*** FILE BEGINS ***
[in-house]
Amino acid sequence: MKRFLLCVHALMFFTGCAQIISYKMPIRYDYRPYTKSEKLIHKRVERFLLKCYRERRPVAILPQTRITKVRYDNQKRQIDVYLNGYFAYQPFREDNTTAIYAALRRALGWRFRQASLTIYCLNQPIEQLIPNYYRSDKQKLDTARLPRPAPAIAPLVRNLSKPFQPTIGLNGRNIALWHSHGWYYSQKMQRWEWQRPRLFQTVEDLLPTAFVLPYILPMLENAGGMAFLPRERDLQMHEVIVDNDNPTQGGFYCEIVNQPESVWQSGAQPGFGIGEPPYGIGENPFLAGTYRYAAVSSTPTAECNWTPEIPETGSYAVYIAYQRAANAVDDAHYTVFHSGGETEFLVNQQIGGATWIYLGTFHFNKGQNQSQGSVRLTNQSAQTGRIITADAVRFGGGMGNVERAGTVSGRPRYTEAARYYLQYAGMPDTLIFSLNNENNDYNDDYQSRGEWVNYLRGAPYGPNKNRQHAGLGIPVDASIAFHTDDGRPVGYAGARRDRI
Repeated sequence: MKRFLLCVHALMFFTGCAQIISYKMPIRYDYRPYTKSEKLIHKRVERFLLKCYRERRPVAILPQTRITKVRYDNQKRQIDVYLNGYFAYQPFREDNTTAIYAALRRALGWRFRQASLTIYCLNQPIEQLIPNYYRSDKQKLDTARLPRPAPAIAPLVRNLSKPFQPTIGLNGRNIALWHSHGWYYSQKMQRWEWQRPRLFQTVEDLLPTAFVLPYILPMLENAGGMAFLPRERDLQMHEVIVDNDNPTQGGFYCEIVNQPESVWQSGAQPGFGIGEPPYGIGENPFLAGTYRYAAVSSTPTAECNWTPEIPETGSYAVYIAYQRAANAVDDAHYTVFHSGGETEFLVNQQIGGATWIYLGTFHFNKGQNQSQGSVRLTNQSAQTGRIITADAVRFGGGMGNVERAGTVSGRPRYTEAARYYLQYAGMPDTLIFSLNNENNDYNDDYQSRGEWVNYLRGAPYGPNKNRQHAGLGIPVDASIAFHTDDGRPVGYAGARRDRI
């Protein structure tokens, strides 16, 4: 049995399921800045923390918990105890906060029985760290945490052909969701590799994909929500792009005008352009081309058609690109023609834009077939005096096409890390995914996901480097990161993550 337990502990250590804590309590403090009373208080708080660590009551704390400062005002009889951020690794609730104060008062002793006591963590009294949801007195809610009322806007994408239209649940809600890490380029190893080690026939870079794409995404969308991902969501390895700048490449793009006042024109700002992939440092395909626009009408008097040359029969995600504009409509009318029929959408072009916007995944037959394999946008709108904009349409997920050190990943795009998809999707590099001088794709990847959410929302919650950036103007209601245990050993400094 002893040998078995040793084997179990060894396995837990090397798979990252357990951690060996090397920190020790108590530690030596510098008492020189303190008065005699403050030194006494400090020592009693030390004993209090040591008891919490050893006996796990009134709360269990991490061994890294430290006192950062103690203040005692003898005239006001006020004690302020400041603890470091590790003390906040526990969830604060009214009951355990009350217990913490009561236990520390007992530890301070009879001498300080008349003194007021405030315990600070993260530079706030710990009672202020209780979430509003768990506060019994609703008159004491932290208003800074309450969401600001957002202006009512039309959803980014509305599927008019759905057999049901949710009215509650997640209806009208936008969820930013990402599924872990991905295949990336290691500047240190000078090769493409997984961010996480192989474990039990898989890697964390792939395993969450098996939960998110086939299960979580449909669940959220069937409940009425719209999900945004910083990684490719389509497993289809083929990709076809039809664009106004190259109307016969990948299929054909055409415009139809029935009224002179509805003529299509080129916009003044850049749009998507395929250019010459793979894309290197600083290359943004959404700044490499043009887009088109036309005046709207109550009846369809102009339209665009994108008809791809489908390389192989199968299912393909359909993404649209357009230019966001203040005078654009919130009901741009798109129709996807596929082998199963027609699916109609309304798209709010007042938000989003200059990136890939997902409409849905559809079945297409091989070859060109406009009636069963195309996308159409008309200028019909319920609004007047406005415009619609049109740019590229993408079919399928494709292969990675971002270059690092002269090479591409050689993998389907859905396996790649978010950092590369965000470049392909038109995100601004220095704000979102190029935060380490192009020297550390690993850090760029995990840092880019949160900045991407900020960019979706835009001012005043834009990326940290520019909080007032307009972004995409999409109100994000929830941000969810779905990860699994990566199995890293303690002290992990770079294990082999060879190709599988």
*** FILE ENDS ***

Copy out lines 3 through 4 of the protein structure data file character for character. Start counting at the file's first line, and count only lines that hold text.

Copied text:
Repeated sequence: MKRFLLCVHALMFFTGCAQIISYKMPIRYDYRPYTKSEKLIHKRVERFLLKCYRERRPVAILPQTRITKVRYDNQKRQIDVYLNGYFAYQPFREDNTTAIYAALRRALGWRFRQASLTIYCLNQPIEQLIPNYYRSDKQKLDTARLPRPAPAIAPLVRNLSKPFQPTIGLNGRNIALWHSHGWYYSQKMQRWEWQRPRLFQTVEDLLPTAFVLPYILPMLENAGGMAFLPRERDLQMHEVIVDNDNPTQGGFYCEIVNQPESVWQSGAQPGFGIGEPPYGIGENPFLAGTYRYAAVSSTPTAECNWTPEIPETGSYAVYIAYQRAANAVDDAHYTVFHSGGETEFLVNQQIGGATWIYLGTFHFNKGQNQSQGSVRLTNQSAQTGRIITADAVRFGGGMGNVERAGTVSGRPRYTEAARYYLQYAGMPDTLIFSLNNENNDYNDDYQSRGEWVNYLRGAPYGPNKNRQHAGLGIPVDASIAFHTDDGRPVGYAGARRDRI
């Protein structure tokens, strides 16, 4: 049995399921800045923390918990105890906060029985760290945490052909969701590799994909929500792009005008352009081309058609690109023609834009077939005096096409890390995914996901480097990161993550 337990502990250590804590309590403090009373208080708080660590009551704390400062005002009889951020690794609730104060008062002793006591963590009294949801007195809610009322806007994408239209649940809600890490380029190893080690026939870079794409995404969308991902969501390895700048490449793009006042024109700002992939440092395909626009009408008097040359029969995600504009409509009318029929959408072009916007995944037959394999946008709108904009349409997920050190990943795009998809999707590099001088794709990847959410929302919650950036103007209601245990050993400094 002893040998078995040793084997179990060894396995837990090397798979990252357990951690060996090397920190020790108590530690030596510098008492020189303190008065005699403050030194006494400090020592009693030390004993209090040591008891919490050893006996796990009134709360269990991490061994890294430290006192950062103690203040005692003898005239006001006020004690302020400041603890470091590790003390906040526990969830604060009214009951355990009350217990913490009561236990520390007992530890301070009879001498300080008349003194007021405030315990600070993260530079706030710990009672202020209780979430509003768990506060019994609703008159004491932290208003800074309450969401600001957002202006009512039309959803980014509305599927008019759905057999049901949710009215509650997640209806009208936008969820930013990402599924872990991905295949990336290691500047240190000078090769493409997984961010996480192989474990039990898989890697964390792939395993969450098996939960998110086939299960979580449909669940959220069937409940009425719209999900945004910083990684490719389509497993289809083929990709076809039809664009106004190259109307016969990948299929054909055409415009139809029935009224002179509805003529299509080129916009003044850049749009998507395929250019010459793979894309290197600083290359943004959404700044490499043009887009088109036309005046709207109550009846369809102009339209665009994108008809791809489908390389192989199968299912393909359909993404649209357009230019966001203040005078654009919130009901741009798109129709996807596929082998199963027609699916109609309304798209709010007042938000989003200059990136890939997902409409849905559809079945297409091989070859060109406009009636069963195309996308159409008309200028019909319920609004007047406005415009619609049109740019590229993408079919399928494709292969990675971002270059690092002269090479591409050689993998389907859905396996790649978010950092590369965000470049392909038109995100601004220095704000979102190029935060380490192009020297550390690993850090760029995990840092880019949160900045991407900020960019979706835009001012005043834009990326940290520019909080007032307009972004995409999409109100994000929830941000969810779905990860699994990566199995890293303690002290992990770079294990082999060879190709599988």